Published on 13th February 2020


We chat to Chris Young, coordinator of the Real Bread Campaign, about the goals of this initiative, the meaning of ‘Real Bread’, and the ways in which we can get involved.

How did the Real Bread Campaign get started?

“In 2006 Andrew Whitley, former wood-fired organic sourdough bakery owner, drew on more than 20 years of running the Village Bakery, Melmerby, to write Bread Matters. People took this not only as a baking recipe book but also a manifesto of what had gone wrong with Britain’s loaf life and what we can all do to help bake a better future.

“People kept asking Andrew how to join and support his mission, so he teamed up with friends at the food and farming charity Sustain to launch the Campaign in November 2008.” 

How did you get involved and how has it changed your own bread-eating habits?

“I went on a course run by Andrew at Schumacher College. By the end of the week, I was saying: “I didn’t know that they were doing that to my loaf!” Andrew pointed me towards Sustain, with whom he was due to launch the Real Bread Campaign the following week. I signed up to their mailing list and, when they advertised for a volunteer a few months later, I went along during my lunch break for a chat, then went back to my office and quit my job. I’ve been here ever since, quickly learning to always read the label.” 

What is ‘Real Bread’ and how does it compare to a standard supermarket loaf?

“We define ‘Real Bread’ as made without so-called processing aids or other additives. Sounds simple enough because it is – a five year old can make it – but, depending on whether you believe baking industry statistics, could rule out 95 per cent or more of what is sold as ‘bread’ in the UK.

“From this universally accessible starting point, the skill and knowledge of an experienced baker will lift a loaf to become something delicious and amazing. There are many ways that he or she might bake better bread, in terms of health, nutrition, the environment, and the strength of cohesion and economy within a local community.”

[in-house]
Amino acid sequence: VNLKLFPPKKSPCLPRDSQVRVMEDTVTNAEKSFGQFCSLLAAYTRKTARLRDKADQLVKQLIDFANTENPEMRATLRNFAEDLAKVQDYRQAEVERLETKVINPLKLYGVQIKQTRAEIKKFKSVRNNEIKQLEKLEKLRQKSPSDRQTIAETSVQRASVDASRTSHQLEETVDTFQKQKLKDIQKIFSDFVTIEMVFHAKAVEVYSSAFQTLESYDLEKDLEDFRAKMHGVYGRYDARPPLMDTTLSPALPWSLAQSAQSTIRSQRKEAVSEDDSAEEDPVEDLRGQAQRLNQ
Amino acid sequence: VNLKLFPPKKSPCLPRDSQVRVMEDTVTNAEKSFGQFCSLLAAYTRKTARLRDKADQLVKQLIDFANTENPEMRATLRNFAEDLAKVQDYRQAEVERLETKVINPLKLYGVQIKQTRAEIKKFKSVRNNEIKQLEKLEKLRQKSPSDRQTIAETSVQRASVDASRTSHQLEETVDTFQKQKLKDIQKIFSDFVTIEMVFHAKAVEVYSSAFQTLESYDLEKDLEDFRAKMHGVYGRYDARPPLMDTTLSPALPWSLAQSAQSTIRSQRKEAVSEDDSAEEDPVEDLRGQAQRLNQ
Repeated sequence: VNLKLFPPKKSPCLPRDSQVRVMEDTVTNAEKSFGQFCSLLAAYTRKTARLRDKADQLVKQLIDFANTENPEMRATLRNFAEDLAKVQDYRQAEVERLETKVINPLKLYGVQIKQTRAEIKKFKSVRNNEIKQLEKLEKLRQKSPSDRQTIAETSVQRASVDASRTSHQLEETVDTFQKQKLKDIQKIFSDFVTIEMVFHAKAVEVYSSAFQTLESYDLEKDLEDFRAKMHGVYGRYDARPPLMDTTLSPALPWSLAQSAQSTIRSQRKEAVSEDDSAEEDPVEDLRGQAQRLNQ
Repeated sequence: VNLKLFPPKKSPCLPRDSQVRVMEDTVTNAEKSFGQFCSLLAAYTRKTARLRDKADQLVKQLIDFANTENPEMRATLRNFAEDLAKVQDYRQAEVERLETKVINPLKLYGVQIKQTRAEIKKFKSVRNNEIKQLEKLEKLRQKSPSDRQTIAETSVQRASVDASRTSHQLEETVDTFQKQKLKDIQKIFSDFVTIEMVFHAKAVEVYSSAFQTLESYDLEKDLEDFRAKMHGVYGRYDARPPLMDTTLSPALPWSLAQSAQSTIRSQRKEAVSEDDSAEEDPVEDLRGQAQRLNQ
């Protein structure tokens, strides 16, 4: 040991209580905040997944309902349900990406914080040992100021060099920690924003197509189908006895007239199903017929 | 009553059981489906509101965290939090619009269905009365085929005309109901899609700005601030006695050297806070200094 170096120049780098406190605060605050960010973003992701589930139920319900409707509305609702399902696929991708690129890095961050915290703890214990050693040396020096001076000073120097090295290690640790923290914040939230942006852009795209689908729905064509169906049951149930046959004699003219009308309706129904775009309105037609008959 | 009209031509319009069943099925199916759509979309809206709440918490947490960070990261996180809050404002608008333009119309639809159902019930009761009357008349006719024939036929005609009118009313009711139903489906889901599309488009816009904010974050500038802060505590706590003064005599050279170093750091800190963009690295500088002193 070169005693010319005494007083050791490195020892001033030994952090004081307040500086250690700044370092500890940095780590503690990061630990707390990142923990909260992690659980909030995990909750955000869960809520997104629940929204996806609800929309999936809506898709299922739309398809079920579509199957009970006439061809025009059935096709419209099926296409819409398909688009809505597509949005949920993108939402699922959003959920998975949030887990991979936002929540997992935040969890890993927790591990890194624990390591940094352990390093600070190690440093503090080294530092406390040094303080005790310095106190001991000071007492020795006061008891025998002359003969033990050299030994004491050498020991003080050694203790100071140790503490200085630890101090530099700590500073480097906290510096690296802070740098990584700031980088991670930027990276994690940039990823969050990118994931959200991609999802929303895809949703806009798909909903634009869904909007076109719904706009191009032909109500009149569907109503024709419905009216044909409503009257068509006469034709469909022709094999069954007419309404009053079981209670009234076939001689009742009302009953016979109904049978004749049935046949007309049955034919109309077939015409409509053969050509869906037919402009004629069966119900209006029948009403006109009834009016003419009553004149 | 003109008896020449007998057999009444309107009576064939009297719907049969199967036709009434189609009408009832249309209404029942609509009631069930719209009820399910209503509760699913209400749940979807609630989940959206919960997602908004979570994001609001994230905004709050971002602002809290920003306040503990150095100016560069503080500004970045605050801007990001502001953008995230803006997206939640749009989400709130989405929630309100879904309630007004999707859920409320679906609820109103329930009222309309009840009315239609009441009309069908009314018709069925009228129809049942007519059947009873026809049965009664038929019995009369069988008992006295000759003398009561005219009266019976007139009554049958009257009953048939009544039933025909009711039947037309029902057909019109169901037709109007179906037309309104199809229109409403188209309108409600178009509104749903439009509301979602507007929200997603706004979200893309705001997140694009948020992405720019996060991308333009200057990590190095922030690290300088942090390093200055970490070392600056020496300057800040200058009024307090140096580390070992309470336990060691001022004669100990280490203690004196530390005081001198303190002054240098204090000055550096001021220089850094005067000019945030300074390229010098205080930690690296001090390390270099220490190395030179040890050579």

How can people ensure they are buying (and eating!) Real Bread?

“The Real Bread Map lists all bakeries that have told us they bake without additives, such as calcium propionate, mono and diacetyl tartaric acid esters of mono and diglycerides of fatty acids, and L-cysteine hydrochloride – all are unnecessary, questions hang over some of them and history is littered with additives that manufacturers promised us were safe, but they then withdrew or were banned from using. A number of bakeries use The Real Bread Loaf Mark to give customers that assurance at-a-glance.

“More generally, always read the label! The trouble is that the law doesn’t require bakers and retailers to declare ingredients of loaves that are sold unwrapped. Even when it comes to unwrapped loaves, additives deemed to be ‘processing aids’ don’t have to appear on the label.

“While we campaign for an Honest Crust Act of improved loaf labelling and marketing legislation, we urge all bakers and retailers to declare everything use to make every loaf and use descriptors honestly. In the meantime, your best bet as a shopper to ask in store and hope someone will give you a full answer.”